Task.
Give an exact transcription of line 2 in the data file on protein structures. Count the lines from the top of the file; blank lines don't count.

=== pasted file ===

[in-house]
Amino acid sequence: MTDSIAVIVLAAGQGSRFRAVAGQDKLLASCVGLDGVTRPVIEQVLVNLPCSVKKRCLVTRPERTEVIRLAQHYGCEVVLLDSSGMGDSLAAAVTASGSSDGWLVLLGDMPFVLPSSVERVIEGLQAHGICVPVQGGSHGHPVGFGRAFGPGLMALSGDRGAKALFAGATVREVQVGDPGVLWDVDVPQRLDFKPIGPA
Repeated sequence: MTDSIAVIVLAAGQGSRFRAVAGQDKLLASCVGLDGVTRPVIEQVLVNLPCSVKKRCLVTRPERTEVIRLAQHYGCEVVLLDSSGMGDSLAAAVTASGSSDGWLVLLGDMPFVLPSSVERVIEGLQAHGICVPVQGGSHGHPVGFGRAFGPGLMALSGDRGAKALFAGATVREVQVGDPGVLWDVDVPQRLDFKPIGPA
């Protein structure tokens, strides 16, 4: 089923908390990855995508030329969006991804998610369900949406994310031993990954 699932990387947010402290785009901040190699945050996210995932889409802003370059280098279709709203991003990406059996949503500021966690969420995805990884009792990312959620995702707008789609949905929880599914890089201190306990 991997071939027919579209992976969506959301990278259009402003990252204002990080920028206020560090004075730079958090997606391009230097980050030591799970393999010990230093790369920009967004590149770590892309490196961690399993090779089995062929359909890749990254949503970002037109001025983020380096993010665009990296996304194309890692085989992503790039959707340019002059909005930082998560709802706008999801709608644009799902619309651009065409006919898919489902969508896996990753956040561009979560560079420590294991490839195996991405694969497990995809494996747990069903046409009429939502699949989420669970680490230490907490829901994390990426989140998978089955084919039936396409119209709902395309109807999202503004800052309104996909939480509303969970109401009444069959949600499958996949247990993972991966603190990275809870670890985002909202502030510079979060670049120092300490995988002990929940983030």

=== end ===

Amino acid sequence: MTDSIAVIVLAAGQGSRFRAVAGQDKLLASCVGLDGVTRPVIEQVLVNLPCSVKKRCLVTRPERTEVIRLAQHYGCEVVLLDSSGMGDSLAAAVTASGSSDGWLVLLGDMPFVLPSSVERVIEGLQAHGICVPVQGGSHGHPVGFGRAFGPGLMALSGDRGAKALFAGATVREVQVGDPGVLWDVDVPQRLDFKPIGPA